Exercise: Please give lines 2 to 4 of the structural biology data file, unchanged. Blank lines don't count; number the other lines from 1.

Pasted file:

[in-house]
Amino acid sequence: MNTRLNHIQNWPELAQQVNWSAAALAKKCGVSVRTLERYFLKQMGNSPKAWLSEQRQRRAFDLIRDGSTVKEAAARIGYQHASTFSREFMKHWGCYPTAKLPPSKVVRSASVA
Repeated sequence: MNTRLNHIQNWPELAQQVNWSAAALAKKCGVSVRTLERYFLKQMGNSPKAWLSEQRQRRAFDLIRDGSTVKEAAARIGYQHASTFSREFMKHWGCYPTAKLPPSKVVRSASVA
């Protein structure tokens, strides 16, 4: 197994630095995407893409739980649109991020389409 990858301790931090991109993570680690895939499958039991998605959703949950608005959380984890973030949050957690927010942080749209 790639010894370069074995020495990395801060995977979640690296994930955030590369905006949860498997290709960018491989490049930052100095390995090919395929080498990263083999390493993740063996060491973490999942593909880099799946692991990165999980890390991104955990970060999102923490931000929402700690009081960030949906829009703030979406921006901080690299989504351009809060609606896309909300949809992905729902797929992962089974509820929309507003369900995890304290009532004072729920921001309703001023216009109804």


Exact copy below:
Amino acid sequence: MNTRLNHIQNWPELAQQVNWSAAALAKKCGVSVRTLERYFLKQMGNSPKAWLSEQRQRRAFDLIRDGSTVKEAAARIGYQHASTFSREFMKHWGCYPTAKLPPSKVVRSASVA
Repeated sequence: MNTRLNHIQNWPELAQQVNWSAAALAKKCGVSVRTLERYFLKQMGNSPKAWLSEQRQRRAFDLIRDGSTVKEAAARIGYQHASTFSREFMKHWGCYPTAKLPPSKVVRSASVA
């Protein structure tokens, strides 16, 4: 197994630095995407893409739980649109991020389409 990858301790931090991109993570680690895939499958039991998605959703949950608005959380984890973030949050957690927010942080749209 790639010894370069074995020495990395801060995977979640690296994930955030590369905006949860498997290709960018491989490049930052100095390995090919395929080498990263083999390493993740063996060491973490999942593909880099799946692991990165999980890390991104955990970060999102923490931000929402700690009081960030949906829009703030979406921006901080690299989504351009809060609606896309909300949809992905729902797929992962089974509820929309507003369900995890304290009532004072729920921001309703001023216009109804």